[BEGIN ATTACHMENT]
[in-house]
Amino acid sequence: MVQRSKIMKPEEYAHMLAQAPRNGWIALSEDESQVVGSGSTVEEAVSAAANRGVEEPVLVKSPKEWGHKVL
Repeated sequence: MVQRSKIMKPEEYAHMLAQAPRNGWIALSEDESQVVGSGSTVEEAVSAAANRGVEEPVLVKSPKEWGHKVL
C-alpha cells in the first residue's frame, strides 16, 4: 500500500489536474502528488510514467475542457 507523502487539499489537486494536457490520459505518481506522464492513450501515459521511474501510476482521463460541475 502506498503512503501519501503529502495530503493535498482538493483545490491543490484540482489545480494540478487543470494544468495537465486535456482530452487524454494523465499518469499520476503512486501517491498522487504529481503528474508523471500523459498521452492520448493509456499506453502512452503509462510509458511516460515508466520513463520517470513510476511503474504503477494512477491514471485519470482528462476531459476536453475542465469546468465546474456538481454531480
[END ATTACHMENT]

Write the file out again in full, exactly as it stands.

[in-house]
Amino acid sequence: MVQRSKIMKPEEYAHMLAQAPRNGWIALSEDESQVVGSGSTVEEAVSAAANRGVEEPVLVKSPKEWGHKVL
Repeated sequence: MVQRSKIMKPEEYAHMLAQAPRNGWIALSEDESQVVGSGSTVEEAVSAAANRGVEEPVLVKSPKEWGHKVL
C-alpha cells in the first residue's frame, strides 16, 4: 500500500489536474502528488510514467475542457 507523502487539499489537486494536457490520459505518481506522464492513450501515459521511474501510476482521463460541475 502506498503512503501519501503529502495530503493535498482538493483545490491543490484540482489545480494540478487543470494544468495537465486535456482530452487524454494523465499518469499520476503512486501517491498522487504529481503528474508523471500523459498521452492520448493509456499506453502512452503509462510509458511516460515508466520513463520517470513510476511503474504503477494512477491514471485519470482528462476531459476536453475542465469546468465546474456538481454531480